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Police Scotland agrees deal for body worn video


By Kyle Ritchie

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Police Scotland has agreed a national contract to implement body worn video for frontline officers and staff across Scotland over the next three years.

Motorola Solutions UK Limited was successful in securing the £13.3 million contract and work has already started to design, build and implement this new capability. The contract includes the purchase of 10,500 Home Office-approved VB400 cameras and supporting back-office systems.

Since taking command in October 2023, Chief Constable Jo Farrell has prioritised body worn video. The equipment can help to de-escalate incidents, improve public trust in policing and reduce complaints, support officer and staff safety, and bring wider benefits to the criminal justice system.

Police Scotland has agreed a national contract to implement body worn video for frontline officers and staff.
Police Scotland has agreed a national contract to implement body worn video for frontline officers and staff.

Deputy Chief Constable Jane Connors said: “The introduction of body worn video will transform policing in Scotland and a national roll-out is a key priority for the Chief Constable.

“Body worn video can significantly enhance public confidence and support officer and public safety by providing effective and transparent evidence of police and public actions.

“Body worn video will also improve the quality of evidence presented in court to deliver faster justice for victims by increasing early guilty pleas and reducing time spent at court for victims, witnesses and police officers.

“We know there is strong public and partner support for body worn video in Scotland and we will continue to explain policing’s use of this important technology, including assurance around data privacy and human rights considerations.

“Appointing a supplier is an important step and we are working at pace with Motorola Solutions to ensure that body worn video is embedded effectively for frontline officers and staff as soon as possible.

“We also want to maximise the benefits of body worn video for the wider criminal justice system to improve efficiencies and experiences for victims and we are working with Motorola and partners to that end.

“This is a complex programme of work, but appointing a supplier is a big step forward and we’ll continue to share details as progress is made.”

A national roll-out of body worn video was a key recommendation of Lady Elish Angiolini’s independent review of police complaints, published in 2020. The national public consultation on body worn video received more than 9000 responses and showed overwhelming support for its introduction, with 81 per cent agreeing that it would increase public confidence in policing.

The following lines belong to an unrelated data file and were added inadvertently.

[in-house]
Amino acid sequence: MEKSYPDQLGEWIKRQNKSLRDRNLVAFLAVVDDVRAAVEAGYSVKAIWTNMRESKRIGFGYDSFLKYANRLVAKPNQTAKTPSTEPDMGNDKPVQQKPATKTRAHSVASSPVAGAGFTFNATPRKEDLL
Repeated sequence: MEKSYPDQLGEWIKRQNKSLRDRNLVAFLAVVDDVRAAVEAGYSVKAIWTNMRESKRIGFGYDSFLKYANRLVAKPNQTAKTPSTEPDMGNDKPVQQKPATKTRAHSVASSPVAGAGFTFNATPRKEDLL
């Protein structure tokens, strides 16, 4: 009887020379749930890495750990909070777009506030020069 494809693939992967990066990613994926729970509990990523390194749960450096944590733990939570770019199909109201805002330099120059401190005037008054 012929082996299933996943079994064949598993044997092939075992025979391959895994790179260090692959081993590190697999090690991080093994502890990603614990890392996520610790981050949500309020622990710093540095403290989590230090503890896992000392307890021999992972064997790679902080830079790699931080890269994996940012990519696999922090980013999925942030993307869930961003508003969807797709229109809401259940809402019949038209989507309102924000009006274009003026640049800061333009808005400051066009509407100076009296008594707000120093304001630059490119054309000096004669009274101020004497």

Chairman of the Scottish Police Authority Martyn Evans said: “This a welcome development in the project to roll out body worn video to frontline officers as soon as possible. This remains a priority for the authority in terms of the safety of officers, effectiveness of investigations and in building trust and confidence.”

Justice Secretary Angela Constance said: “I am pleased that the Scottish Government’s record police funding of £1.55 billion for Police Scotland this year has meant that a national contract has been awarded which will introduce body worn video for officers and staff.

“Body worn video can increase public confidence in policing, protect officers’ safety and support the investigation and prosecution of crime, benefitting victims and witnesses and the general public.

“I welcome the Chief Constable’s assurance that the national roll-out is a key priority.”

Motorola Solutions was awarded the contract on the basis of quality and value for money and a range of technical requirements. The new system is anticipated to work smoothly in areas with lower quality network connections, including rural locations, and the force is also investing in network capability to support this.

Mark Schmidl, senior vice president for international sales at Motorola Solutions, said: “We are proud to support Police Scotland with its nationwide deployment of the VB400, an innovative technology solution developed in Scotland, which will play an important role in helping to make communities safer.”

Every frontline uniformed police officer including Special Constables will be expected to wear a video camera on their uniform while on duty and to activate it when using police powers, whether it be a stop and search, an arrest of a suspect or executing a search warrant.

Police staff in custody suites will also use body worn video when interacting with people in custody.

Officers and custody staff will begin using body worn video once the technical infrastructure is established, operational processes embedded, and training is complete.

Body worn video will be rolled out on a phased basis across the country and more details will be announced at a later date.




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